Art Deco Architecture: Chrysler Building
The Art Deco aesthetic originating in France around the 1920s used sleek geometries with man made materials to symbolize wealth, glamour, and technological progress. Art Deco was most popular in the 1920s and 1930s between the first and second world wars. Although it was relevant beforehand the aesthetic increased in popularity after the 1925 International Exhibition of Modern Decorative and Industrial Arts in France. Art Deco is a classic aesthetic synonymous with the early 20th century.
 Art Deco Architecture: Empire State Building
In its prime Art Deco was prolific in many art mediums including architecture, fashion, sculpture, graphic art, and jewelry design. Art Deco still lives on in our cities with iconic landmarks designed using the aesthetic. Both the Chrysler Building and the Empire State Building located in New York City embody the Art Deco aesthetic. Another iconic structure which exhibits the aesthetic is the Griffith Observatory overlooking Los Angeles.
The Chrysler Building was designed by architect William Van Alen and was constructed in 1930. At the time it stood as the tallest building in the world. Van Alen’s use of geometry and stainless steel exterior expresses Art Deco’s style of glamour and technological advancement.
Around the same time the architectural firm Shreve, Lamb, and Harmon began work designing what is now one of the most recognizable buildings in the world, The Empire State Building. In 1931 the Empire State Building was constructed and took the title as the tallest building in the world. Similar to the Chrysler Building, the Empire State Building’s exterior uses sleek uninterrupted geometries along with new man made materials.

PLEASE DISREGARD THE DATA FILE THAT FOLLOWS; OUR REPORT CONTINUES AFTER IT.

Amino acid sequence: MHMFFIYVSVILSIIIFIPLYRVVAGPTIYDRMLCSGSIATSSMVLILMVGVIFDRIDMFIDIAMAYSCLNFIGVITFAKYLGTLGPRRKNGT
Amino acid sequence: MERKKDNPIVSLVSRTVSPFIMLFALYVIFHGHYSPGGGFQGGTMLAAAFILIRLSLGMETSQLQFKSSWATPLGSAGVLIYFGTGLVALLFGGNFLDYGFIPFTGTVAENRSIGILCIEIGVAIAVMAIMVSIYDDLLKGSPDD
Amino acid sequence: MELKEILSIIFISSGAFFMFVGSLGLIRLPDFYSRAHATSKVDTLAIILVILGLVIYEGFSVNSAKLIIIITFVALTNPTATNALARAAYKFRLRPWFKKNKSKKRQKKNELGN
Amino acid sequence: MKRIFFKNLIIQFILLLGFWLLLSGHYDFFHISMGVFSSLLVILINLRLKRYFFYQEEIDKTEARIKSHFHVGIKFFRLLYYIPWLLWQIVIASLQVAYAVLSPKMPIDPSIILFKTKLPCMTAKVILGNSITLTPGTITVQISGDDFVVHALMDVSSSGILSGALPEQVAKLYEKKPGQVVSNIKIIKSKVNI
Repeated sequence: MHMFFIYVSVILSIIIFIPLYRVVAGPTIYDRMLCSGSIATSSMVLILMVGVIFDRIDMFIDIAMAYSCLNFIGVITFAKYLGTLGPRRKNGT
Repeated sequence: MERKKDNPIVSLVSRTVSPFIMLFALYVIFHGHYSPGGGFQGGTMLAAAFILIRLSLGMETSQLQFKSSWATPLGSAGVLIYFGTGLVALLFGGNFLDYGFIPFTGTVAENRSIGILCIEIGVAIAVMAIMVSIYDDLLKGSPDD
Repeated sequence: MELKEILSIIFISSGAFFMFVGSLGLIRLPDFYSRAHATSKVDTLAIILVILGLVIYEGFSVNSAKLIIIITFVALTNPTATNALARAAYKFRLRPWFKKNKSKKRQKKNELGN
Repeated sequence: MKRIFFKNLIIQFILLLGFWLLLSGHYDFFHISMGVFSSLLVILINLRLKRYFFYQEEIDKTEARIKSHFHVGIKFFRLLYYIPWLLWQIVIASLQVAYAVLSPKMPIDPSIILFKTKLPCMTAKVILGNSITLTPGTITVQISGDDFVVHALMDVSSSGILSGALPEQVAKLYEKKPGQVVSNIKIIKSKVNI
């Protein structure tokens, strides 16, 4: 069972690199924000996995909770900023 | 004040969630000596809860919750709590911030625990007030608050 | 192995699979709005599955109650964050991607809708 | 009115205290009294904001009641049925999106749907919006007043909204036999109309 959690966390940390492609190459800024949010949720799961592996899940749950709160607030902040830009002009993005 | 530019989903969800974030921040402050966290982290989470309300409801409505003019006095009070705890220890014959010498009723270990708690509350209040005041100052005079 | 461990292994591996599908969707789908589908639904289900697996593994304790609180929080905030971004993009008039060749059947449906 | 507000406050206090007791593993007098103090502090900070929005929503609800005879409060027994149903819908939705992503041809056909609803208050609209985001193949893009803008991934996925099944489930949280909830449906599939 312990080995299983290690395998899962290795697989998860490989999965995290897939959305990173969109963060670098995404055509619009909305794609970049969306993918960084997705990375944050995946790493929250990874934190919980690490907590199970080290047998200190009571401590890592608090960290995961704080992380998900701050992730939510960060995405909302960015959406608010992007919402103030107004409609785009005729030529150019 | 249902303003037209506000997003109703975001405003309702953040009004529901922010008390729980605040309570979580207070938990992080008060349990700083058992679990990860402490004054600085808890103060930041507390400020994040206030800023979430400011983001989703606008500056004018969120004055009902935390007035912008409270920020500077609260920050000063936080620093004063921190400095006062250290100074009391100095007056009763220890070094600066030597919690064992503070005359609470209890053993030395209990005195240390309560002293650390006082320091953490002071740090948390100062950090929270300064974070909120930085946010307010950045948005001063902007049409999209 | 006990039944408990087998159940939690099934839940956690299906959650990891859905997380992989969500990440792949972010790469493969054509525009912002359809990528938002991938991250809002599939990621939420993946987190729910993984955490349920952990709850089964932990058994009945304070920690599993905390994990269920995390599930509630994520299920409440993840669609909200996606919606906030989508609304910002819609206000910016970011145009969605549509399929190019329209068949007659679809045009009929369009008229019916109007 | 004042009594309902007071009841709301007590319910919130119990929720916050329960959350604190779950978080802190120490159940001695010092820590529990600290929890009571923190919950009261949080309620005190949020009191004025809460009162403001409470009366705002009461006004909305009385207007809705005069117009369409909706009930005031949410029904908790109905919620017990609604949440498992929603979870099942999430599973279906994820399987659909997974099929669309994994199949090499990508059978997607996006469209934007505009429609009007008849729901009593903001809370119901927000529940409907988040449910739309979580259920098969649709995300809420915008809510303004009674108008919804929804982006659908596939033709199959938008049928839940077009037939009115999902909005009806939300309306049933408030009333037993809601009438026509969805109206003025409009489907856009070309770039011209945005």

Art Deco Relief
Within the Empire State Building Art Deco is displayed in other art disciplines besides architecture. This is shown in figure 3 which depicts a photograph of a Art Deco style relief on a wall within the Empire State Building lobby. Besides the relief’s realistic portrayal of the building itself it also includes long striking metallic beams pointing the viewers focus inward to the building’s spire. The golden color and glimmer of the metal provides a sense of wealth.
 Art Deco Painting: Young Lady With Gloves by Tamara de Lempicka
A famous painting of the Art Deco period is Young Lady with Gloves painted by Tamara de Lempicka in 1929. Art Deco which took inspiration from the earlier cubism aesthetic utilizes bold geometries and colors. Tamara de Lempicka also created the painting, Tamara in a Green Bugatti with similar color selection and flowy fabrics.
 Photo of Art Deco furniture
In the 1940s with the start of the second world war the Art Deco aesthetic was loosing steam and falling behind newer aesthetics such as modern architecture and the international style. Although these newer styles with their focus on function stood opposed to Art Deco’s glamour and excess, Art Deco lived on by influencing the Streamlined Moderne aesthetic.
In the 1960s Art Deco had a minor comeback with changing social perspectives and influenced the popular Pop Art and Post Modern aesthetics with their bold colors and striking geometries.
 Art Deco Architecture: Griffith Observatory